Business Proposition Business Competition Chain Word Count  Essay
- Length: 9 pages
- Sources: 4
- Subject: Business
- Type: Essay
- Paper: #48875079
Excerpt from Essay :
business proposition business competition chain. Word count: 400 words B) Based idea produced question 1 part A, explain main difficulties/barriers? Word count: 400 words Question 2 A) Reflect possibility finance business.
In the current context of the unstable economy, more and more people and firms have come to lose their activity and their savings. In such a context, they seek to become engaged in new opportunities, to create new business ventures and to ensure their functioning and living. In other words, despite the still ongoing effects of the economic crisis, fact remains that some business ideas could turn into successful ventures. One example in this sense is that of providing child care services.
The small firm would operate in its own facility, but would provide a series of services outside its facilities, as well. For instance, the company could pick the children up in the morning and drive them to school or daycare. After their hours are over, the company could drive the children to its facility, where they would receive help with their homework, and could also spend some time playing constructive games. In the afternoon, the company could drive the children back to their houses.
The viability of the idea with child care services is supported in today's economy, especially since parents tend to work harder and longer in order to preserve their jobs and provide financial support for their families. They are then less likely to spend time helping their children with their homework. Furthermore, in the educational context, it has to be noted that the curricular in the schools continues to change, and parents find it more difficult to provide useful input in their children' homework preparation. In such a setting then, the new service comes to serve a social need pre-existent to the crisis, but also one accentuated by the recession.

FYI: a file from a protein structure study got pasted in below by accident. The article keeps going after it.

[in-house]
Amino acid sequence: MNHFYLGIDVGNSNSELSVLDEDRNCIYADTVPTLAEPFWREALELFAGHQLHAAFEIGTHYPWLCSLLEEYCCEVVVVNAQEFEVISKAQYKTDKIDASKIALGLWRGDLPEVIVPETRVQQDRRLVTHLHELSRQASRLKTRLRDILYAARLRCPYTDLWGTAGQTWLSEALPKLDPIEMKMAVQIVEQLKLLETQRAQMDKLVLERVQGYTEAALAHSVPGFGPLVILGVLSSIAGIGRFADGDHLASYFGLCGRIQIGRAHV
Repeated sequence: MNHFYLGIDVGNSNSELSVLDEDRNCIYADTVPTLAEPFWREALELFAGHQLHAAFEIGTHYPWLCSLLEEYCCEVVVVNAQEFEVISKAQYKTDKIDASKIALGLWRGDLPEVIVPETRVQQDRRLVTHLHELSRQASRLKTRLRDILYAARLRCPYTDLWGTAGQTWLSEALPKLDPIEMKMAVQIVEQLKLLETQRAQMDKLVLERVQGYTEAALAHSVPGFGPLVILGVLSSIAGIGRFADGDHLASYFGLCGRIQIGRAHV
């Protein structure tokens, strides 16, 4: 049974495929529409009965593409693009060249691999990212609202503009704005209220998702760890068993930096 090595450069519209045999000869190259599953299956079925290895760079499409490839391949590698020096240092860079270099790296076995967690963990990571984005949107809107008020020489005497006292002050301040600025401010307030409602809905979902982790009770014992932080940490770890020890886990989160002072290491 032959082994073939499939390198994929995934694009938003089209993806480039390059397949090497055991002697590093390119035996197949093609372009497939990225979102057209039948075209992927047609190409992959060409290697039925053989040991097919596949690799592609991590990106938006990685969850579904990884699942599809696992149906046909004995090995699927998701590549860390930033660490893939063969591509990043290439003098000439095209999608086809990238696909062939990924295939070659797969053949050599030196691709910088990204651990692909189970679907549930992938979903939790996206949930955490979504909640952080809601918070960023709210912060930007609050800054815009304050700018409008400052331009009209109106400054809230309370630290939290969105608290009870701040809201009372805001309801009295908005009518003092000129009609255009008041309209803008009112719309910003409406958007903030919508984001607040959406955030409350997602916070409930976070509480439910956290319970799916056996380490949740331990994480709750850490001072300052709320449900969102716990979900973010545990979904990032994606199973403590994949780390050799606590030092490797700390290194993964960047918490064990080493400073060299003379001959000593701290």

As the idea is generated, it is now important to note how it could be applied into practice. This can be achieved with the aid of the business competition chain, as revealed below:
From the standpoint of the business competition chain, the generated idea would first have to attract the interest of the entrepreneurs, in the meaning of attracting the entrepreneurs willing to apply the idea into practice. Then, the next step is represented by the generation of capitals, which is a step normally completed by the entrepreneur. As the funds are collected, the company is actually formed -- at this level, emphasis is placed on the purchase of the materials and equipments necessary, the renting of the facility or the hiring of the personnel. The service is then released into the market, with the aid of marketing campaigns to attract customers.